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I come across many time a term called ”hostile environment” in cryptographic literature. What does “hostile” mean exactly?

Is it unknown third parties which are responsible for handling and routing our data?

Suppose that we create a connection from node A to node B. Does hostile imply that packets could traverse to untrusted machines C, D, and E in between?

Is it related to physical tampering of devices?

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closed as unclear what you're asking by Ilmari Karonen, Maeher, kelalaka, Maarten Bodewes Jan 4 at 8:45

Please clarify your specific problem or add additional details to highlight exactly what you need. As it's currently written, it’s hard to tell exactly what you're asking. See the How to Ask page for help clarifying this question. If this question can be reworded to fit the rules in the help center, please edit the question.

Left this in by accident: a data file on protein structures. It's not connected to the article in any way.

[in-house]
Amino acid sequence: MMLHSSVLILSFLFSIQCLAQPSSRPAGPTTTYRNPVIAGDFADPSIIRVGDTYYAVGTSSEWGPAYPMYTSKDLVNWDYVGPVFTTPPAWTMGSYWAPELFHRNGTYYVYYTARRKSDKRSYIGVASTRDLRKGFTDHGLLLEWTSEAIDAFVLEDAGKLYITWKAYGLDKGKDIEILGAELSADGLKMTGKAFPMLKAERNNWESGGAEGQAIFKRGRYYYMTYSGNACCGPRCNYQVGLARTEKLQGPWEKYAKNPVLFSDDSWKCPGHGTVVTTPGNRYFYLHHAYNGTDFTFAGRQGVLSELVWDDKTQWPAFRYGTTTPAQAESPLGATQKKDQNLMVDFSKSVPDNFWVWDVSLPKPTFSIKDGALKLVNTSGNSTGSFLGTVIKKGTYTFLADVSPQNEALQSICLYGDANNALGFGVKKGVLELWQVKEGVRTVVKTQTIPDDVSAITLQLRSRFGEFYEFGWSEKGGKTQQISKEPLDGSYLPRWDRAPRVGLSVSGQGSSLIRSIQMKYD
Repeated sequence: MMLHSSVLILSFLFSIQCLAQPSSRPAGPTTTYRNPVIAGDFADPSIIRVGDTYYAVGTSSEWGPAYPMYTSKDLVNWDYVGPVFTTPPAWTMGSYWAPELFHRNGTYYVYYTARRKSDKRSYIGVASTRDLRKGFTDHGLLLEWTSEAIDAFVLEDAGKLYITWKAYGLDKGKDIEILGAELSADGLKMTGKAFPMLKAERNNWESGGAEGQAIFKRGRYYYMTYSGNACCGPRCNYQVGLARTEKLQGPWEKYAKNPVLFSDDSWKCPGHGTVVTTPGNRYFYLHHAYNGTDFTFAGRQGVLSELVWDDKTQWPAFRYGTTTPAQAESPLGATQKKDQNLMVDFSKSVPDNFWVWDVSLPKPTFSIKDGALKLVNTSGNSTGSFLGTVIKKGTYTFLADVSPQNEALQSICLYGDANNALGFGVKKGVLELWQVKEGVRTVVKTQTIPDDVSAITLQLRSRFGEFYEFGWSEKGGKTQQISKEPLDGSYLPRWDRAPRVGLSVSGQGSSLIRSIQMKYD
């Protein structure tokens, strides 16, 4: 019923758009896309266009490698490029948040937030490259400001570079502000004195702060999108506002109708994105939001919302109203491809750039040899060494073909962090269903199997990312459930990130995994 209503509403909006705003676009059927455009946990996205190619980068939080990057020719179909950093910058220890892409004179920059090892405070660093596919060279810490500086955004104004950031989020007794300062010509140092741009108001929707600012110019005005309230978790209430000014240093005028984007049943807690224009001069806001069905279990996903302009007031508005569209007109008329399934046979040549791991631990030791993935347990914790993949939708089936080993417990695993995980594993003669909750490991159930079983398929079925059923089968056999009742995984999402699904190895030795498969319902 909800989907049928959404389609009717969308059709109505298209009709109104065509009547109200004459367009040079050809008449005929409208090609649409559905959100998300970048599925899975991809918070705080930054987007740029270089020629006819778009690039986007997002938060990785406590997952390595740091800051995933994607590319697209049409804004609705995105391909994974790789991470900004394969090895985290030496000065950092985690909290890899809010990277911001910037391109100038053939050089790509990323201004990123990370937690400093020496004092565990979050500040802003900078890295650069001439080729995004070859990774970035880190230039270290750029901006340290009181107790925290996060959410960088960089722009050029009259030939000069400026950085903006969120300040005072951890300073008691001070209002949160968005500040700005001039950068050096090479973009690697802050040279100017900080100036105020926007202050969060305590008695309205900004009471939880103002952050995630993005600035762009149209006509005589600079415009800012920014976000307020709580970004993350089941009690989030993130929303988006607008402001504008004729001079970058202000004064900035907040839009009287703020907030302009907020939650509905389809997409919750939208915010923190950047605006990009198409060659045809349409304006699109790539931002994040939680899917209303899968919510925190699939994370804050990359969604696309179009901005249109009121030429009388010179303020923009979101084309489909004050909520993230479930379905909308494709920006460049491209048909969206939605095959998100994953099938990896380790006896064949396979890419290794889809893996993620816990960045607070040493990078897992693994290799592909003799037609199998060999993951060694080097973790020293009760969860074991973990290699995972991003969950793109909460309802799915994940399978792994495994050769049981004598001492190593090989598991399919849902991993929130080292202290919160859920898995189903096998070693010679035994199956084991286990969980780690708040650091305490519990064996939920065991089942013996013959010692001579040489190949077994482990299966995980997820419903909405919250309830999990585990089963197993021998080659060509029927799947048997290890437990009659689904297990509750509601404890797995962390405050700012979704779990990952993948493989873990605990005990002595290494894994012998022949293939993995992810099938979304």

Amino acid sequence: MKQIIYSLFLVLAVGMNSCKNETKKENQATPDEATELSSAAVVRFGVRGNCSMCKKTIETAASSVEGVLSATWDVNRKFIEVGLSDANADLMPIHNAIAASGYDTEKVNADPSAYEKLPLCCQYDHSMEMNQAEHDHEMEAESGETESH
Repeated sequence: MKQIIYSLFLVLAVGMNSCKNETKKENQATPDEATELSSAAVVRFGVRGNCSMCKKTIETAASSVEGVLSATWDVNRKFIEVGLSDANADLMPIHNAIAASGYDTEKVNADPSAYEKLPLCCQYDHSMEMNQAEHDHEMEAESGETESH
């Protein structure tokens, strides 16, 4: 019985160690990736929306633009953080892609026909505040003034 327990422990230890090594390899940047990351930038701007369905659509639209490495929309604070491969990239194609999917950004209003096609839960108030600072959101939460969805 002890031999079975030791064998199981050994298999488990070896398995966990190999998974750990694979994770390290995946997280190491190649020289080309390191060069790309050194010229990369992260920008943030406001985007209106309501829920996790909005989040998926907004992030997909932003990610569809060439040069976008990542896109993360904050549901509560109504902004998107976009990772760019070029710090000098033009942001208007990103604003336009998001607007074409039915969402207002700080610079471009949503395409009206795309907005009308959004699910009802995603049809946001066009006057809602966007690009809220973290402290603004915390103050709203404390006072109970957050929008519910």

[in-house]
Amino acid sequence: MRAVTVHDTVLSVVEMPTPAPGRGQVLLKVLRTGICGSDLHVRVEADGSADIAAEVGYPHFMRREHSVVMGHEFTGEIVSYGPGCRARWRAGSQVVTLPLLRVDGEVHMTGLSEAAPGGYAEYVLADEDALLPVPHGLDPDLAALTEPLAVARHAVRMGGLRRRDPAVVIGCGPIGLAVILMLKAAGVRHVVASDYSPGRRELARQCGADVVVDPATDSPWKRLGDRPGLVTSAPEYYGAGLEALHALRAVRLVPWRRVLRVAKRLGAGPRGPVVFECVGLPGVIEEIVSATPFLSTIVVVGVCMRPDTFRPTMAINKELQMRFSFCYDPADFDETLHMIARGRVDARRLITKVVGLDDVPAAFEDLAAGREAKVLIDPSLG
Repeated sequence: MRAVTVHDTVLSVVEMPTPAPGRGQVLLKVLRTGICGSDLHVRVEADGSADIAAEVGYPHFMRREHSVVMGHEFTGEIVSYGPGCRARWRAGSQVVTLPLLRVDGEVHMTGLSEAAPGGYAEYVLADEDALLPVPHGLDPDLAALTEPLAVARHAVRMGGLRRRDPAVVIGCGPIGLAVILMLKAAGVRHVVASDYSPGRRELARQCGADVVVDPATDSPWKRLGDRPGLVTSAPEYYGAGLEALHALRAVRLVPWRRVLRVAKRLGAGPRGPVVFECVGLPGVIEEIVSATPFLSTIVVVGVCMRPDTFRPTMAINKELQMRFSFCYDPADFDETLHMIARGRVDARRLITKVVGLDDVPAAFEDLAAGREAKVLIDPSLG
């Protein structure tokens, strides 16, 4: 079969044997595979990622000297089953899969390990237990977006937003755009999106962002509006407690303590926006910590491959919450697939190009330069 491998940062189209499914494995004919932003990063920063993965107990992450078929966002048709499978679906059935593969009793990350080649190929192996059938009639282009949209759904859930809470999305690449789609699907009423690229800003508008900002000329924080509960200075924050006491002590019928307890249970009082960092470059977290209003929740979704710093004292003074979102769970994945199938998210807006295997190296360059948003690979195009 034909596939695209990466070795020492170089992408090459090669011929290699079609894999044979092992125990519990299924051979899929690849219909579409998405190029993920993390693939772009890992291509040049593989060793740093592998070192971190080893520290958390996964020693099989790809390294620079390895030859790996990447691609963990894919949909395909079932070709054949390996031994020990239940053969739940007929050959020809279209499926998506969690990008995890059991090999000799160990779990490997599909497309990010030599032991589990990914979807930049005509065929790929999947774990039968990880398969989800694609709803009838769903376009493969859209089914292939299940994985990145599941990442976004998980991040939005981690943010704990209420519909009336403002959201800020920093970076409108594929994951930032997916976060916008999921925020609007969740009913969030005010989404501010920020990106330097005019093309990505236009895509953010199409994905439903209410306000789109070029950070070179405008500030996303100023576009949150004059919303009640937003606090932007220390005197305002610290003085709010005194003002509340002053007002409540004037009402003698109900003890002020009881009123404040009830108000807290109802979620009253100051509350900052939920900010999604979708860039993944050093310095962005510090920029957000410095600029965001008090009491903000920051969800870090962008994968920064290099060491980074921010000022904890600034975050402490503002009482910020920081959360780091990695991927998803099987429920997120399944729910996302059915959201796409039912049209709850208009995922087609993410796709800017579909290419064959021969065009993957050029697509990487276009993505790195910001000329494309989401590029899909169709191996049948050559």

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    $\begingroup$ Can you please edit your question to link to occurrences of the term in the papers? $\endgroup$ – SEJPM Jan 1 at 15:49
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    $\begingroup$ I'm not sure why you added the visual-cryptography tag to your question, but the content of your question doesn't seem to have anything to do with it. Could you please either edit your question to explain how it relates to visual cryptography, or remove the tag? $\endgroup$ – Ilmari Karonen Jan 1 at 19:49
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    $\begingroup$ I think that a hostile environment commonly refers to an environment where attacks may happen. As hostile is a strong word which often implies some kind of action, I would assume that these attacks include active attacks such as man-in-the middle attacks (by machines C, D and E) or physical tampering. However, I do also think that the term "hostile environment" is very generic; it depends on context what is meant exactly. So I won't answer and agree with the comments here to request more detail and close the question until it is provided. $\endgroup$ – Maarten Bodewes Jan 4 at 8:45